Busy roads often lack shoulders, so drivers have to contend with many bicycles in driving lanes. Where there are shoulders, cars generally use them as another travel lane, especially on crowded highways. It is common to see cars reverse on the highway to get to an exit they missed, stop on the side of the highway to drop off passengers and slowly merge into high-speed travel lanes, or veer horizontally across several lanes of traffic to get to an off ramp.

Most accidents are minor and are resolved on the scene. Cars must remain at the scene of an accident and are not expected to pull over to the side of the road. In traffic accidents, the foreigner is often ruled at fault, regardless of the actual cause of the accident. The Regional Security Office encourages American citizens not to argue with the other party involved in a traffic accident regardless of who is responsible.

Commercial transportation accidents involving motorized transportation are relatively common due to poor driver training, overloaded buses, and a lack of safety checks.

Public Transportation Conditions

Taxis are plentiful but can be hard to find during morning/evening rush hours. Seat belts are rarely used, and taxi drivers have been known to discourage passengers from wearing them. The average fare for a ride in downtown Shenyang starts at 8 RMB and increases 1 RMB with every kilometer. Passengers are cautioned to avoid traveling in “black taxis” that do not use meters or do not clearly display a taxi driver’s license on the dashboard. Marked taxi cabs are generally safe. Passengers should always insist that the cab driver use the meter. In a limited number of cases, Americans have reported having their luggage stolen, and some have reported being charged exorbitant fares. Luggage theft typically involves a taxi transporting individuals to/from the airport with the driver intentionally leaving the scene before bags have been unloaded.  

Buses are frequent and convenient, with routes connecting many parts of the city. The use of public buses, however, is strongly discouraged due to overcrowding. Buses may also be prone to petty theft and pickpocketing. Tickets for the bus cost about 2 RMB depending on the distance traveled.

Shenyang has two metro lines that run perpendicular to each other, with Line 1 running east-west and Line 2 running north-south. Three additional metro lines are under construction and are scheduled to be completed in 2018. Tickets for the metro cost about 2 RMB depending on the distance traveled.

Shenyang is linked via high-speed rail lines (gao tie) to Dalian, Changchun, Harbin, Dandong, and Beijing. Slower inter-city rail lines connect Shenyang with dozens of other smaller cities in the northeast. Inter-city train trips can be quite long due to the long distances between major cities, and train safety remains a concern as a result of the break neck expansion of high-speed rail lines. Additionally, trains and train stations are extremely overcrowded during holiday travel periods (in 2014, 266 million travelers rode the country’s rail system during the Lunar New Year, surpassing the Hajj Pilgrimage as the world’s largest annual population movement). In 2013, train stations became the target for several terrorist incidents in western and southwestern China by minority groups, which created a tense environment at stations across the country.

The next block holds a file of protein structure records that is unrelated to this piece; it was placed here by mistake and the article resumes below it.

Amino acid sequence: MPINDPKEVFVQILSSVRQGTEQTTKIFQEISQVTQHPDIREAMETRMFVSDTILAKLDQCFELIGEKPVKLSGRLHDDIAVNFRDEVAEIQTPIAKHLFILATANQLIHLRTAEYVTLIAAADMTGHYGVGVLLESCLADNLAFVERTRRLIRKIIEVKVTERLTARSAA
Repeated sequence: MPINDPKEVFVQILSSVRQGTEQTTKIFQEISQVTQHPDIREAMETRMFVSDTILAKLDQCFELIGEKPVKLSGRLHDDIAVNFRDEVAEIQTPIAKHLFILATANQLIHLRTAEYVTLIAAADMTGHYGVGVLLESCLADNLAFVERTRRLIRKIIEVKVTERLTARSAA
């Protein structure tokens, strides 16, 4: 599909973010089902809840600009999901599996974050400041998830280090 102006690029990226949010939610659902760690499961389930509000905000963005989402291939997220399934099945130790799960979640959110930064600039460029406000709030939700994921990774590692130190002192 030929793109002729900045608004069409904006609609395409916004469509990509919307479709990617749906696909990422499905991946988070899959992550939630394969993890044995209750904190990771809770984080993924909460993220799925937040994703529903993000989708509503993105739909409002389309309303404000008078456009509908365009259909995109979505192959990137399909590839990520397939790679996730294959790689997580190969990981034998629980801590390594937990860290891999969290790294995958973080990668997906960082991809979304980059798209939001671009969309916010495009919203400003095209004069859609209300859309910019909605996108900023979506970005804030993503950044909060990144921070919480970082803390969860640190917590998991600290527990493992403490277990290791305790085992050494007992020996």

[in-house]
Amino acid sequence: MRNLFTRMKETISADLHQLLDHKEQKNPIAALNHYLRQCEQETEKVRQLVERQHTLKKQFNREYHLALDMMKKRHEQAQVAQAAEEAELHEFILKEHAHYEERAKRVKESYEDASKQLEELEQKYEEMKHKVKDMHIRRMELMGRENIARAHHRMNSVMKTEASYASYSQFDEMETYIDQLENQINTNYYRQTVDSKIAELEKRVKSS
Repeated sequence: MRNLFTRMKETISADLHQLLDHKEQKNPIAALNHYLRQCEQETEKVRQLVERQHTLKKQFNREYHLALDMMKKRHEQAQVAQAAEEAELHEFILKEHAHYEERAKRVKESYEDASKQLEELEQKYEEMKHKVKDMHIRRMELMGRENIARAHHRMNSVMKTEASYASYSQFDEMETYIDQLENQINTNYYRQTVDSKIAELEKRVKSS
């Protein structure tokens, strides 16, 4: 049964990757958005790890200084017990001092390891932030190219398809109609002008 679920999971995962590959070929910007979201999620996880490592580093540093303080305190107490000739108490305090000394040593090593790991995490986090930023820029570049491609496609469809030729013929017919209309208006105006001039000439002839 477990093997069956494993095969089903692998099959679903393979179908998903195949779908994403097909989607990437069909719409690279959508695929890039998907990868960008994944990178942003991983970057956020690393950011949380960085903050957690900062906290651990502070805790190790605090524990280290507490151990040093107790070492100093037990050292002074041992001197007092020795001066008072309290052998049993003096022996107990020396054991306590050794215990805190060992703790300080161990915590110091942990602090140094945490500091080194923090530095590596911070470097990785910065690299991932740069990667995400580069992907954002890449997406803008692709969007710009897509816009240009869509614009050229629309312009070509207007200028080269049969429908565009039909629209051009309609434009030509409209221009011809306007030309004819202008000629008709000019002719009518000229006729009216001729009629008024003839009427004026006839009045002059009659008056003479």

Few taxi drivers, bus operators, or train station attendants will speak/read any English.

Aviation/Airport Conditions

There are no regular direct flights to the U.S. from Shenyang. Most flights to the U.S. from northeastern China connect via Beijing, Seoul, or Tokyo. Flight delays are common, which often makes travel planning difficult and too unpredictable for weekend trips. These delays may result from sudden military closures, among other factors, and are not announced or explained.

Terrorism Threat


Local, Regional, and International Terrorism Threats/Concerns

China’s domestic counterterrorism efforts remain primarily focused against the East Turkestan Islamic Movement (ETIM), also known as the East Turkestan Islamic Party (ETIP), a Pakistan-based terrorist group, which seeks independence for the Xinjiang Uighur Autonomous Region (XUAR) of northwestern China. In public statements, Chinese government officials have singled out the “Three Evils” of extremism, separatism, and terrorism in Xinjiang as the main terrorist threat to the nation and characterized Uighur discontent as terrorist activity. Human rights organizations maintain that China uses counterterrorism as a pretext to suppress Uighurs, a predominantly Muslim ethnic group comprising a large percentage of the population in Xinjiang.

Indigenous terrorism is not a principal security concern in northeastern China, and there are no known terrorist organizations based or conducting operations in the region. Nevertheless, in July 2015, a SWAT team component of the Shenyang Public Security Bureau reportedly killed three Uighur terrorism suspects from Xinjiang in a residential district of central Shenyang.